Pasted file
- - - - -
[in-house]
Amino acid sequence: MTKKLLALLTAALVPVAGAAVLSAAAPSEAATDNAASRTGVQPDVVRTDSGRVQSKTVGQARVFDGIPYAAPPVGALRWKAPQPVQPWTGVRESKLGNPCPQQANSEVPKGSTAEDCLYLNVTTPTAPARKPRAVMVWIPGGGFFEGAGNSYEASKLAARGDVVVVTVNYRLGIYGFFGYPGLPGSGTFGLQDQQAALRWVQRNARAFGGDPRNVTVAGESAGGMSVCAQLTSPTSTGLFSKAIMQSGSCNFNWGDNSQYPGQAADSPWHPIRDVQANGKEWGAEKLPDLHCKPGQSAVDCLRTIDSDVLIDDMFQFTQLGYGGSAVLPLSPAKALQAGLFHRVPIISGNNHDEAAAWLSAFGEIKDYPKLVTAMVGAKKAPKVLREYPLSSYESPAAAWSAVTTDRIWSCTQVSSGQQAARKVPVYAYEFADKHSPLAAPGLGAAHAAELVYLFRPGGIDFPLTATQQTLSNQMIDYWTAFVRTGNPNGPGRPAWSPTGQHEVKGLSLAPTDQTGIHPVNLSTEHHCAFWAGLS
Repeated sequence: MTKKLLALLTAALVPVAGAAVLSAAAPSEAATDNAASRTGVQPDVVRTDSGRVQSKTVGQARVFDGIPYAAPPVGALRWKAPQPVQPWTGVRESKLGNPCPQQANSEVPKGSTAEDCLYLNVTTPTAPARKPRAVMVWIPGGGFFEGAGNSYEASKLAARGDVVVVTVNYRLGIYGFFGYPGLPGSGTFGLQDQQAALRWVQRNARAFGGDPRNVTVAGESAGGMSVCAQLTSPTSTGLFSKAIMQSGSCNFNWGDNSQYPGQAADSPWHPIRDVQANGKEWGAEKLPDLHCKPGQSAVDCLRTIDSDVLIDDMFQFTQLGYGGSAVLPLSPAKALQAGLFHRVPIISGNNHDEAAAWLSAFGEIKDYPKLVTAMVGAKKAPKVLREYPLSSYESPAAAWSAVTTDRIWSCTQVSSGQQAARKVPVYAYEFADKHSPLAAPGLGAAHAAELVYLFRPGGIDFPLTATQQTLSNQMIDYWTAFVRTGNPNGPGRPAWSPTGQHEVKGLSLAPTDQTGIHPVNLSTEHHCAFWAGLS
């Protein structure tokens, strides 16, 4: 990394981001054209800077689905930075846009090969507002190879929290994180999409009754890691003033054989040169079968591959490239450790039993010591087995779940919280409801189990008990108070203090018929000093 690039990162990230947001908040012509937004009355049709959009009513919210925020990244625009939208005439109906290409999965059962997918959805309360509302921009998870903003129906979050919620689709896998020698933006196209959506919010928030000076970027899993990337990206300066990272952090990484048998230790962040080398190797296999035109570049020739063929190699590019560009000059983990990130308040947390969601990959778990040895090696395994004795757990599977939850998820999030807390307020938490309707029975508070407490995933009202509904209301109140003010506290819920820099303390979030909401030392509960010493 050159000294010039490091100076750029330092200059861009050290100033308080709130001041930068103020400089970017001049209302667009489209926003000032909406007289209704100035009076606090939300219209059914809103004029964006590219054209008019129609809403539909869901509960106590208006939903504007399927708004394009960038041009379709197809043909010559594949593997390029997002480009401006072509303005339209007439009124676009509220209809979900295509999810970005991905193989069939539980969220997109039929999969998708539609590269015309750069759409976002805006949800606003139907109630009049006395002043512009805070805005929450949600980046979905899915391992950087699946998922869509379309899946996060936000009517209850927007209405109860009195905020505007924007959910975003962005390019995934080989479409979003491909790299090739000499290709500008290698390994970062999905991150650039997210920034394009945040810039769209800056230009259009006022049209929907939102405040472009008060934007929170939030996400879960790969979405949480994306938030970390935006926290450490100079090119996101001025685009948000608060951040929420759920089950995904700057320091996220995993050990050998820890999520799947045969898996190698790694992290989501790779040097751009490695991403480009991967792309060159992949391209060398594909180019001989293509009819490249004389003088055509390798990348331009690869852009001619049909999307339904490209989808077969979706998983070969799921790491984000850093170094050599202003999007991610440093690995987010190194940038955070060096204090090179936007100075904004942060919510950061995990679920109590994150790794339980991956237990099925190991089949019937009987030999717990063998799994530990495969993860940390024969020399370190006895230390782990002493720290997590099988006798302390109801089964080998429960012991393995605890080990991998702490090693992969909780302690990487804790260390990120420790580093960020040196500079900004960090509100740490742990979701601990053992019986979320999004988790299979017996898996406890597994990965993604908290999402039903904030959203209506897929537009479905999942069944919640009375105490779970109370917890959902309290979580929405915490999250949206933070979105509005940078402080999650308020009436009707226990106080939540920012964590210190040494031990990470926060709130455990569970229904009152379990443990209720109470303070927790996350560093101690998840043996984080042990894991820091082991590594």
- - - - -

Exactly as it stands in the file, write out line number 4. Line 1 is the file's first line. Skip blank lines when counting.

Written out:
């Protein structure tokens, strides 16, 4: 990394981001054209800077689905930075846009090969507002190879929290994180999409009754890691003033054989040169079968591959490239450790039993010591087995779940919280409801189990008990108070203090018929000093 690039990162990230947001908040012509937004009355049709959009009513919210925020990244625009939208005439109906290409999965059962997918959805309360509302921009998870903003129906979050919620689709896998020698933006196209959506919010928030000076970027899993990337990206300066990272952090990484048998230790962040080398190797296999035109570049020739063929190699590019560009000059983990990130308040947390969601990959778990040895090696395994004795757990599977939850998820999030807390307020938490309707029975508070407490995933009202509904209301109140003010506290819920820099303390979030909401030392509960010493 050159000294010039490091100076750029330092200059861009050290100033308080709130001041930068103020400089970017001049209302667009489209926003000032909406007289209704100035009076606090939300219209059914809103004029964006590219054209008019129609809403539909869901509960106590208006939903504007399927708004394009960038041009379709197809043909010559594949593997390029997002480009401006072509303005339209007439009124676009509220209809979900295509999810970005991905193989069939539980969220997109039929999969998708539609590269015309750069759409976002805006949800606003139907109630009049006395002043512009805070805005929450949600980046979905899915391992950087699946998922869509379309899946996060936000009517209850927007209405109860009195905020505007924007959910975003962005390019995934080989479409979003491909790299090739000499290709500008290698390994970062999905991150650039997210920034394009945040810039769209800056230009259009006022049209929907939102405040472009008060934007929170939030996400879960790969979405949480994306938030970390935006926290450490100079090119996101001025685009948000608060951040929420759920089950995904700057320091996220995993050990050998820890999520799947045969898996190698790694992290989501790779040097751009490695991403480009991967792309060159992949391209060398594909180019001989293509009819490249004389003088055509390798990348331009690869852009001619049909999307339904490209989808077969979706998983070969799921790491984000850093170094050599202003999007991610440093690995987010190194940038955070060096204090090179936007100075904004942060919510950061995990679920109590994150790794339980991956237990099925190991089949019937009987030999717990063998799994530990495969993860940390024969020399370190006895230390782990002493720290997590099988006798302390109801089964080998429960012991393995605890080990991998702490090693992969909780302690990487804790260390990120420790580093960020040196500079900004960090509100740490742990979701601990053992019986979320999004988790299979017996898996406890597994990965993604908290999402039903904030959203209506897929537009479905999942069944919640009375105490779970109370917890959902309290979580929405915490999250949206933070979105509005940078402080999650308020009436009707226990106080939540920012964590210190040494031990990470926060709130455990569970229904009152379990443990209720109470303070927790996350560093101690998840043996984080042990894991820091082991590594």